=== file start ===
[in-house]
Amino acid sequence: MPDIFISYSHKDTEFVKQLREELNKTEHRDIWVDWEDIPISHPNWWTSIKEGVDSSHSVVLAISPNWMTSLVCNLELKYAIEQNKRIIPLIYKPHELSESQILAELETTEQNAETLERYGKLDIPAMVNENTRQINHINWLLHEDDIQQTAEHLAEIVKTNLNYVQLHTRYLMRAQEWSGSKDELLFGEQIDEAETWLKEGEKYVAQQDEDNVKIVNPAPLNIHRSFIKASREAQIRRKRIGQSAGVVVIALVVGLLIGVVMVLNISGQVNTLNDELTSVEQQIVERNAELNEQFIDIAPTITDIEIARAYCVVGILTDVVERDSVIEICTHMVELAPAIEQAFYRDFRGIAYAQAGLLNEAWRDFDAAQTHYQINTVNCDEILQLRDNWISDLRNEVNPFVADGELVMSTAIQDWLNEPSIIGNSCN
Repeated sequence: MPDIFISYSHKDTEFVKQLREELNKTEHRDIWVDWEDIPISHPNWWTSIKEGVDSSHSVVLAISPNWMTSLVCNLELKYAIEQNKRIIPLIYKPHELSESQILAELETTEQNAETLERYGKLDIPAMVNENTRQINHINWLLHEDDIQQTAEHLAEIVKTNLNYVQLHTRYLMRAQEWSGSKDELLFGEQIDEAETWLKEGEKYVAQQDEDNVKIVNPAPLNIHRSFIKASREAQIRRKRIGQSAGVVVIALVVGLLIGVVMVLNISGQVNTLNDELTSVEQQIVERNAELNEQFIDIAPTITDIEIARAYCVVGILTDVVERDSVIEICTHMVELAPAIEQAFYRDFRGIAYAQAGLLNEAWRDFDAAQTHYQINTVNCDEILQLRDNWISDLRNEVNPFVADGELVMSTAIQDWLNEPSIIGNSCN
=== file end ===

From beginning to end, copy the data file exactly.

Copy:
[in-house]
Amino acid sequence: MPDIFISYSHKDTEFVKQLREELNKTEHRDIWVDWEDIPISHPNWWTSIKEGVDSSHSVVLAISPNWMTSLVCNLELKYAIEQNKRIIPLIYKPHELSESQILAELETTEQNAETLERYGKLDIPAMVNENTRQINHINWLLHEDDIQQTAEHLAEIVKTNLNYVQLHTRYLMRAQEWSGSKDELLFGEQIDEAETWLKEGEKYVAQQDEDNVKIVNPAPLNIHRSFIKASREAQIRRKRIGQSAGVVVIALVVGLLIGVVMVLNISGQVNTLNDELTSVEQQIVERNAELNEQFIDIAPTITDIEIARAYCVVGILTDVVERDSVIEICTHMVELAPAIEQAFYRDFRGIAYAQAGLLNEAWRDFDAAQTHYQINTVNCDEILQLRDNWISDLRNEVNPFVADGELVMSTAIQDWLNEPSIIGNSCN
Repeated sequence: MPDIFISYSHKDTEFVKQLREELNKTEHRDIWVDWEDIPISHPNWWTSIKEGVDSSHSVVLAISPNWMTSLVCNLELKYAIEQNKRIIPLIYKPHELSESQILAELETTEQNAETLERYGKLDIPAMVNENTRQINHINWLLHEDDIQQTAEHLAEIVKTNLNYVQLHTRYLMRAQEWSGSKDELLFGEQIDEAETWLKEGEKYVAQQDEDNVKIVNPAPLNIHRSFIKASREAQIRRKRIGQSAGVVVIALVVGLLIGVVMVLNISGQVNTLNDELTSVEQQIVERNAELNEQFIDIAPTITDIEIARAYCVVGILTDVVERDSVIEICTHMVELAPAIEQAFYRDFRGIAYAQAGLLNEAWRDFDAAQTHYQINTVNCDEILQLRDNWISDLRNEVNPFVADGELVMSTAIQDWLNEPSIIGNSCN